When I see the two of you dance, I feel suspended into an ageless bubble of warmth and comfort.  I am a little girl of 5, a teenager of 13, and a woman of 28.

At family parties, after tiring myself out from dancing, chasing my cousins at “tag”, breaking the pinata, and happily having my fill of carne asada and soda, I would sit down exhausted on a metal fold out chair.  Heaving and puffing from my latest bout of running, I could catch small snippets of my own perfume of sweat, happiness, and birthday cake icing wafting up my nose.  I wiped my bangs off my face and rested my bright red cheeks on my shoulders as I caught sight of the two of you.
The strange sadness of Ramon Ayala’s “Mi Piquito De Oro” would pierce the night and your heart with its sad low crooning of his voice and accordion maneuvers.  It would unfailingly prompt some deeply hidden feeling in my fathers chest to push itself forward and lift him off his seat and set his beer aside to walk towards you and ask you to dance.  Your entire demeanor would soften and you would revert into that young woman being courted.  You would elegantly offer your outstretched hand with nothing but the out most regal grace, and comply to his request.  I knew of the eagerness that filled your chest, of the hope and love sparked anew, but you hid it as you walked with him towards the dance floor.  Only when you were in his arms, your face and expression veiled from his eyes, did you allow yourself to relax into a young girl in love.
That sweet smile that curled your lips into a perky pout became more charming by the softness in your eyes.  Your head resting so lovingly on his chest and the swaying of your hips to his rhythm captivated my imagination.
I sighed and my eyes danced alongside the two of you.  Everyone else would disappear into edges of a dream as the two of your would waltz your way around the room.  Faster and faster until the music would reinvigorate his limbs and inspire his two left feet to keep up with you as he spun you around until you giggled in his ear.  You held him tightly and he leaned over you protectively and I stared, unblinking, to tattoo this image into memory.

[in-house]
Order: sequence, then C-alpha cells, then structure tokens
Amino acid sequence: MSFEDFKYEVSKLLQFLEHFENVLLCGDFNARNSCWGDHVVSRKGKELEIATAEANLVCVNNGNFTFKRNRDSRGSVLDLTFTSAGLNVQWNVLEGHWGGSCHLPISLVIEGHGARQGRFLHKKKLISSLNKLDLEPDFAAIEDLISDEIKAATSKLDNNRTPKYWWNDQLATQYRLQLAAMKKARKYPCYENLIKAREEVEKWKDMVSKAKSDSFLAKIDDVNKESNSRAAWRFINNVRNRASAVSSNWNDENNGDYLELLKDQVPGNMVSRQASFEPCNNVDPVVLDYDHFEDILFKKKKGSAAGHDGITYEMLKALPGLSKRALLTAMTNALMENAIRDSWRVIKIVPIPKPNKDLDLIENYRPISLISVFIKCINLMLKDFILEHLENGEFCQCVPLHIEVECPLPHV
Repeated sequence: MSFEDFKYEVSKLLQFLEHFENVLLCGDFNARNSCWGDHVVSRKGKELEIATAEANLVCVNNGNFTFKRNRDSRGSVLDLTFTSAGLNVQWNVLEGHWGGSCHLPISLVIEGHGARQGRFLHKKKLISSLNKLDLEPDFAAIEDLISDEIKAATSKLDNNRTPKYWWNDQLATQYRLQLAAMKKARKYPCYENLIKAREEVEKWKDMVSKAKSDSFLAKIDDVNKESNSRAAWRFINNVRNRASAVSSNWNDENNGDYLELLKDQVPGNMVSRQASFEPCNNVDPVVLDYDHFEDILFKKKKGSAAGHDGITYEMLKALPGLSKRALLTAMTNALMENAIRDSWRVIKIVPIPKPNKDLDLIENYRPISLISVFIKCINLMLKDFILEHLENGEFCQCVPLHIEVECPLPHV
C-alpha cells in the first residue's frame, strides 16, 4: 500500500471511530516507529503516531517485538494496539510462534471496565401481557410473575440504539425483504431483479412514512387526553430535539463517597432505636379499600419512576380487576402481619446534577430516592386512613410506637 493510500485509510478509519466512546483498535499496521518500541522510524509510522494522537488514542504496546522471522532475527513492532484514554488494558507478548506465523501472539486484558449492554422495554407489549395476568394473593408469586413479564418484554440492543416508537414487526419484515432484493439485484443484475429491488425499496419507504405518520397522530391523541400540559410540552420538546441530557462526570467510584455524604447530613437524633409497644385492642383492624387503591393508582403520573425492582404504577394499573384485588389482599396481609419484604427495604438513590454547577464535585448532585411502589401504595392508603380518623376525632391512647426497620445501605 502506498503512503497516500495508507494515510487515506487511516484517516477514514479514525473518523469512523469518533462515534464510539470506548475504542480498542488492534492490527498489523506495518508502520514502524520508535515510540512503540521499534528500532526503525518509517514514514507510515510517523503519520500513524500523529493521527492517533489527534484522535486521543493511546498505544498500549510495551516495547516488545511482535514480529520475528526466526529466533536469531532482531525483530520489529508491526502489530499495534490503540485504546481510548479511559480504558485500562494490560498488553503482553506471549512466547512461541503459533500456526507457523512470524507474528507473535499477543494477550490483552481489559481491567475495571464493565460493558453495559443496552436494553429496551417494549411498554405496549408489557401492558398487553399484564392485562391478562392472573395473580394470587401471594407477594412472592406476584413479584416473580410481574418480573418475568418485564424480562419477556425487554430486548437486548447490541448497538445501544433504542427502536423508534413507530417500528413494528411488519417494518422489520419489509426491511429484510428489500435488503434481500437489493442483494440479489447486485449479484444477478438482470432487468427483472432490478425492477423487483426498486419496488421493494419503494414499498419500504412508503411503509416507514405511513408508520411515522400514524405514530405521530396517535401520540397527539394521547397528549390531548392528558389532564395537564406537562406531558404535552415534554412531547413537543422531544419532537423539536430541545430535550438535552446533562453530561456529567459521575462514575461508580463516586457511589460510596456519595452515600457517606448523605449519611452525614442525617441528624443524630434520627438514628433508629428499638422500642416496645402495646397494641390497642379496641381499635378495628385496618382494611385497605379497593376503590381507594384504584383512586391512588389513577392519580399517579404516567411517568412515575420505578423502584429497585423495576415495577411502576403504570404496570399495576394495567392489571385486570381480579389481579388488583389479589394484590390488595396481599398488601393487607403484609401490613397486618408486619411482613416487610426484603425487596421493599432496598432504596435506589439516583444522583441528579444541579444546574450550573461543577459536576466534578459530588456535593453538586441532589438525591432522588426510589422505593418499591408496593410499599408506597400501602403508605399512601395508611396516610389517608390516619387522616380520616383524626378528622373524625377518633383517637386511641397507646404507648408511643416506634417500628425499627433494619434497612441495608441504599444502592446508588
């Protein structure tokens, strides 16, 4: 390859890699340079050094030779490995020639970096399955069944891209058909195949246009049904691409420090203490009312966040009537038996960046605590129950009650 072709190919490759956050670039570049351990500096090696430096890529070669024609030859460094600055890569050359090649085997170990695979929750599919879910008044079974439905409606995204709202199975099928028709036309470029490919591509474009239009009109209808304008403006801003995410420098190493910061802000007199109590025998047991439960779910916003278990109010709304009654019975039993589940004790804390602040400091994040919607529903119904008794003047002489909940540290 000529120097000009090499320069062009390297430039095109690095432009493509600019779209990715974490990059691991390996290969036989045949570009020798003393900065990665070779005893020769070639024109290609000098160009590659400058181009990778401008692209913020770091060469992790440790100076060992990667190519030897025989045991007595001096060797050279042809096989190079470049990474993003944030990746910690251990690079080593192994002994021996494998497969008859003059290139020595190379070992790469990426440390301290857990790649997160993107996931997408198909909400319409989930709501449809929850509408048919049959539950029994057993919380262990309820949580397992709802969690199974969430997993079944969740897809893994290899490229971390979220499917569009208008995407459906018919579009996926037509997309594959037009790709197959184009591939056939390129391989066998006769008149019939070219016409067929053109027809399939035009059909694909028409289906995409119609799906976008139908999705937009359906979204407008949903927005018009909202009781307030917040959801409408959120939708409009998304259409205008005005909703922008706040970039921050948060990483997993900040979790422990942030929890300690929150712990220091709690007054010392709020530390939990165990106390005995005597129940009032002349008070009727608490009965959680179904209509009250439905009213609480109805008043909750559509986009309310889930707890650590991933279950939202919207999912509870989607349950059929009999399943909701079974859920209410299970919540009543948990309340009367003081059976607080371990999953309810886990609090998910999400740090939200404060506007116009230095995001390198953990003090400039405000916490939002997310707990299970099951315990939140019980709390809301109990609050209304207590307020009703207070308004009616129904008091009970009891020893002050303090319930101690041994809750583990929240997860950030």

I remember the times when I would inevitably fall asleep curled up on a chair and Mi Papi would come over to carry me to the car.  The cold air would pierce my dreams as he scooped me up but I would pretend to keep sleeping so the two of you would remain sweet to each other say sweet loving remarks about your Chuchi.
In the car, the steady hum and bouncing on the road made it difficult for me to keep pretending at sleeping but I shut my eyes tightly and listened in reverie at your calm conversation, peeking every now and then to spy the two of you holding hands, kissing each others neck, and erasing the anger and tension that usually prevailed.
I would lay in bed in my party dress and white stockings, blackened at the feet from running on the grass and ground, and fall into a deep sleep of hope and peace.

Victory: Keeping My Womb Alive

I was strangely calm as I walked into the white hallway, sterilized with flourescent lights, and gave my name at the maternity ward.

“Hi, I’m here to deliver my baby.” The nurse took one kind look at me and cooed, “Oooh baby, you ain’t having nothing but a false start.  You’re too calm to be having a baby.”  I smiled back at her.  “I’ve had contractions for a few hours now at home and came when I couldn’t take it anymore, they’re a couple of minutes apart.”  Startled, she got up and led me into an anteroom and had me go through the motions of undressing, tying the gown and lying down on my back with my legs propped up in those cold metallic stirrups.

I grimaced as her hand pushed its way inside me but she quickly pulled it out as she felt the head of the baby crowning.  In a flurry of movements she flung off her gloves, wheeled me quickly down the hallway into a delivery room and yelled for the, “Doctor! Doctor! She’s having a baby!” which made me giggle inside, thinking this is a maternity ward right?